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Blog Evaluation Assessment

ideas for conducting assessments

Starting with Joyce Valenza's ideas for evaluating blogs, here's a way to measure students' skills at online evaluation. Besides the question categories, all that's needed is a blog to evaluate and rubrics by which to measure proficiency.

 


1. Joyce's original questions:

Who is the blogger? With so many blogs offering spotty or nonexistent “about” pages, this may be a clue in itself.

What sorts of materials is the blogger reading or citing?

Does this blogger have influence? Is the blog well-established? Who and how many people link to the blog? Who is commenting? Does this blog appear to be part of a community? (The best blogs are likely to be hubs for folks who share interests with the blogger.) Tools like Technorati http://technorati.com and Blogpulse http://blogpulse.com can help learners assess the influence of a blog.

Is this content covered in any depth, with any authority?

How sophisticated is the language, the spelling?

Is this blog alive? It there a substantial archive? How current are the posts?

At what point in a story’s lifetime did a post appear? Examining a story’s date may offer clues as to the reliability of a blog entry.

Is the site upfront about its bias? Does it recognize/discuss other points of view? (For certain information tasks–an essay or debate–bias may be especially useful. Students need to recognize it.)

If the blogger is not a traditional “expert,” is this a first-hand view that would also be valuable for research? Is it a unique perspective?


2. Select a blog and evaluate it yourself.

Below are some suggestions that can serve as evaluation test cases. Blogs often change daily, so these may not be as interesting or appropriate to evaluate as they were on Dec. 7, 2006--the day we first examined them. Feel free to substitute others that are related to your subject matter. Search for content or related key concepts in Technorati, Google Blog Search, Blogpulse, etc. If the content isn't important, search for "conspiracy theory" and you're sure to find some interesting posts (which you must approve before turning students loose on them!). Blogs associated with companies often promote their product, sometimes criticizing their competition--another example of bias.Keep in mind the rubrics below as you search for answers to evaluate the blog you select.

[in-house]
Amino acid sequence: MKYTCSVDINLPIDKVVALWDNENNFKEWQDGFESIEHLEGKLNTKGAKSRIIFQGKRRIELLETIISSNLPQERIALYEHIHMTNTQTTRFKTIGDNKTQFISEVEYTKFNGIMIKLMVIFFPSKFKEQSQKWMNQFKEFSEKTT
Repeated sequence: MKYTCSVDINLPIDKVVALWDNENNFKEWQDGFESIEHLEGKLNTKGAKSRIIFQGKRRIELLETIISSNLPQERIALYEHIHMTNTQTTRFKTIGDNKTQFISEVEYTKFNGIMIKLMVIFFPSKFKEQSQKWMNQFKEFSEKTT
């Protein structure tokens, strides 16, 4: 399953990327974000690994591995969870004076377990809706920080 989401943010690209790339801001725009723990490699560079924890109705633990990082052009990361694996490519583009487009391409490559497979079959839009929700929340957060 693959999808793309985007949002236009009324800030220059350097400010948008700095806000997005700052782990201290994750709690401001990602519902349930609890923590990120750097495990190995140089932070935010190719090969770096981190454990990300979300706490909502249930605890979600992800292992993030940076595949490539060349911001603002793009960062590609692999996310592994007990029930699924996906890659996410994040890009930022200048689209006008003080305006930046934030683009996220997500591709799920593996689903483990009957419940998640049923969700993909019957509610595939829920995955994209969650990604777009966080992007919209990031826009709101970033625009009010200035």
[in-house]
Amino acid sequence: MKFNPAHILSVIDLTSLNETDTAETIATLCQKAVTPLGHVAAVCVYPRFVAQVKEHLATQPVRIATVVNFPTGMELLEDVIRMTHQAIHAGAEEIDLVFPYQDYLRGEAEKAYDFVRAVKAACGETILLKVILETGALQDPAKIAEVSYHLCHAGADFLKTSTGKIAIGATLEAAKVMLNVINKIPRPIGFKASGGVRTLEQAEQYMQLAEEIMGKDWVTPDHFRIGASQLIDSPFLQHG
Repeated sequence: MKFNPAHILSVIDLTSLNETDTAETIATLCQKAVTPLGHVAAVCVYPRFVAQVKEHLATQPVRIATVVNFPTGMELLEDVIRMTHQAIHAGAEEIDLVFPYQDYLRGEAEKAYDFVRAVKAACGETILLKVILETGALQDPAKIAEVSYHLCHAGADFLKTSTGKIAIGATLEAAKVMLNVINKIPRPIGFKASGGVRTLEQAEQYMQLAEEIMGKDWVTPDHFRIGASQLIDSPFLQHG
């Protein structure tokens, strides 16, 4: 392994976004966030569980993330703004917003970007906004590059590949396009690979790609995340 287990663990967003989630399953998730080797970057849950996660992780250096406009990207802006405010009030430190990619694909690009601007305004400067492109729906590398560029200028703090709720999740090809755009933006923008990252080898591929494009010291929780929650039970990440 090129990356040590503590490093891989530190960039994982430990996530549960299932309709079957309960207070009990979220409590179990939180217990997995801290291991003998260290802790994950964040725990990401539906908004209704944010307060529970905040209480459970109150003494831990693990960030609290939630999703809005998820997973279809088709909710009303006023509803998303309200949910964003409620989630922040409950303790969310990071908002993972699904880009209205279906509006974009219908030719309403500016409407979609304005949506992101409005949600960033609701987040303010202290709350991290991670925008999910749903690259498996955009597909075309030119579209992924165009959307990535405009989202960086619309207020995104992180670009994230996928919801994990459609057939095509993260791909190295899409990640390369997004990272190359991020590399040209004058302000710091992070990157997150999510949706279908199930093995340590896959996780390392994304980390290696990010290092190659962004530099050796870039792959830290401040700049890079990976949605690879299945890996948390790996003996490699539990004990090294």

3. Assign at least three of Joyce's question sets and inform students about the rubric you will use to evaluate their work.

Student Performance Rubrics: (download available as a Word document)

 

Exceeds Expections for conducting Blog Evaluation

Satisfies Expectations for conducting Blog Evaluation

Falls Short of Expectations for conducting Blog Evaluation

Blogger Finds additional information about the author from more than one source outside the blog. Names the author of the blog and finds at least one item of background information such as education, experience, community recognition, etc. Fails to locate the name of the blogger.